- What: The Nightingale
- Who: Kristin Hannah
- Pages: 438, hard cover
- Genre: Historical fiction
- Published: 2015
- The lit: of 5 flames
Some books can’t escape you. It’s not just your inner circle reading them; rather, it seems every bibliophile on the planet has picked up a copy at some point. You can’t explain why you haven’t done so yourself, but you know one day you will. And that day will be a good one.
The Nightingale has been that book for me the past few years. I’ve had multiple friends and family members rave about this historical fiction favorite, and one of them compared it to All the Light We Cannot See, a fellow World War II novel I adore. Surely I’d have the same feelings toward this one.
It’s had a far greater reach though. I’ve seen many subway riders reading it, and once I asked one of them what they thought about it.
“Oh I cried on here yesterday reading it.”
I owe my cousin, Julie, who sent me her copy of The Nightingale, among other books I can’t wait to read. Thanks to her, I could no longer be distracted by other novels. It was time to dive into this instant classic, and I’m so happy I did.
Vianne Mauriac and her sister, Isabelle, are used to distance, loneliness, and heartache. As children in France, their father abandoned them in the quiet village of Carriveau. The pain from his wife’s death and the trauma he experienced from The Great War were too much for him to handle along with two young girls. While Vianne fell in love at a young age and found comfort in her home life, Isabelle, the younger and rebellious sister, always sought to win back her father’s love and to find a more meaningful and purposeful life. She’s added many expulsions to her name, and they’ve always been followed by adventures to Paris to be with him. These patterns and norms of the sisters’ lives are about to be tested, though, with an entire continent on the brink of war.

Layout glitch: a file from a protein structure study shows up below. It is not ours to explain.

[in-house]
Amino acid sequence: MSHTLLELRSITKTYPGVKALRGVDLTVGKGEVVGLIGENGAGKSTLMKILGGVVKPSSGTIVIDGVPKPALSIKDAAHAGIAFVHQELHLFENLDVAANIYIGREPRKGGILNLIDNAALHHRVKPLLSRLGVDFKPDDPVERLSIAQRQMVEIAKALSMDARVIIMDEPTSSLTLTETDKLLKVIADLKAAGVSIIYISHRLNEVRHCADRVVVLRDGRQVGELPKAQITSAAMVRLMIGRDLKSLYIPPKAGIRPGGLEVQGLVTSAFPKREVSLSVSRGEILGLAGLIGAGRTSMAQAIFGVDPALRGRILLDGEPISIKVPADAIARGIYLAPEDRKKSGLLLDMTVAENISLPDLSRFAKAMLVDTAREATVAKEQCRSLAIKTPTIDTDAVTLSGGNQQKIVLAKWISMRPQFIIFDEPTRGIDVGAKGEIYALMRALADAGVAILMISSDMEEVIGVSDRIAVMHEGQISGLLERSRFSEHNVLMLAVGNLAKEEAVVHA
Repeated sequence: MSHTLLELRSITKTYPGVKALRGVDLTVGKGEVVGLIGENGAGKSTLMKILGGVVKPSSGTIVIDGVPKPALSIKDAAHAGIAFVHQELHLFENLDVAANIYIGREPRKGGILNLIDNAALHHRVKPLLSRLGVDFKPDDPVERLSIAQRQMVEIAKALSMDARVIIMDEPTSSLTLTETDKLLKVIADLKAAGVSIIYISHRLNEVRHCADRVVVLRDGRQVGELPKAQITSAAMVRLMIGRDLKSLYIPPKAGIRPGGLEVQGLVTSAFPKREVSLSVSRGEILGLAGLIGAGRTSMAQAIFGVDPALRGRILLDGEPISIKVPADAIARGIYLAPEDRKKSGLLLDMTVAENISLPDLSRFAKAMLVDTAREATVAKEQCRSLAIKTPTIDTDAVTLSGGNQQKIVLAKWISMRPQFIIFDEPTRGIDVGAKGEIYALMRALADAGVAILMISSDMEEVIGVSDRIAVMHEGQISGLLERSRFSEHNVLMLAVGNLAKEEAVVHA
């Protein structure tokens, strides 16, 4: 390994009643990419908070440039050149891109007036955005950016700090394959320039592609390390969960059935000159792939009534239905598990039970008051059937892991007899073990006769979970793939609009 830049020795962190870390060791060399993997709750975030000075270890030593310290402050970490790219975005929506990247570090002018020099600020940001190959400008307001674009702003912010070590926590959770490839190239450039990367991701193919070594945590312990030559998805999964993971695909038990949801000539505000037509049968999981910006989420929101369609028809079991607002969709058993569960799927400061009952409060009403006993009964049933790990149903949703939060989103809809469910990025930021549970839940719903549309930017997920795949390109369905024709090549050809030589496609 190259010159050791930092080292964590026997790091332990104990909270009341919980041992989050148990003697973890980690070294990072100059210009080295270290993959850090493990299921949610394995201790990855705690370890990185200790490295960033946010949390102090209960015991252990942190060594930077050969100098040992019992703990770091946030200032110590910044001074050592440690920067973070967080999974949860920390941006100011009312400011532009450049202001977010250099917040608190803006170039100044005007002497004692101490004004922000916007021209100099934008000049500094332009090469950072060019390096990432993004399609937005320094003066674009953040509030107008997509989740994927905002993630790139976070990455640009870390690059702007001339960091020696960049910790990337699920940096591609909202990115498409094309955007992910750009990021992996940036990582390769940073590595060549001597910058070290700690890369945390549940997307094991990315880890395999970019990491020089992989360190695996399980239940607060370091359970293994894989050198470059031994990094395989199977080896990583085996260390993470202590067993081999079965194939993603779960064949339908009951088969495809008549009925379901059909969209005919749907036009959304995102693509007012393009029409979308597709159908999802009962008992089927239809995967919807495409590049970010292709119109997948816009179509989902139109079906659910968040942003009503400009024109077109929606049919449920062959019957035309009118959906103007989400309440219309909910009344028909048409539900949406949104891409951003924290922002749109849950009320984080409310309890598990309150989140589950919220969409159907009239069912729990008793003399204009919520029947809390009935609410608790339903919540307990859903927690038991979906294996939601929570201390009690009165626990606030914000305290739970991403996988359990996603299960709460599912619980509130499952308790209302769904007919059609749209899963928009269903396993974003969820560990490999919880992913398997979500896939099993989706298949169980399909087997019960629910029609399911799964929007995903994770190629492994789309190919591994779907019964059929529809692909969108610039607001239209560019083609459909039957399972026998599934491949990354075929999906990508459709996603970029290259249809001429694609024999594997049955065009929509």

When Germany conquers France in June 1940, Vianne’s husband is sent to battle, and she’s left to care and provide for her daughter, Sophie. Meanwhile, Isabelle finds herself in the middle of a mass Parisian exodus, attacks, and unspeakable atrocities as she tries to find her way to Carriveau. Once there, the sisters can’t put their differences behind them, and they argue incessantly about responsibility and purpose. The tension leads Isabelle to disappear headfirst into the Resistance.
Here, she will learn the value of family and sheltering your loved ones and that maybe Vianne’s intense protection over her family had a point. Simultaneously yet miles away, Vianne will also turn a corner as she begins to understand her sister’s courage to fight. Both sisters will risks their lives for a common good that seems lost in the darkest of times.
“Men tell stories. Women get on with it. For us, it was a shadow war. There were no parades for us when it was over, no medals or mentions in history books. We did what we had to during the war, and when it was over, we picked up the pieces and started our lives over.” — The Nightingale
One reason World War II stories are so intriguing is because there are a plethora of stories and perspectives to tell, including those from Holocaust victims, soldiers, Resistors, skeptical Nazis, and families left behind with nothing but fear, worry, and nearly useless ration cards. The Nightingale somehow includes all of these in 438 pages.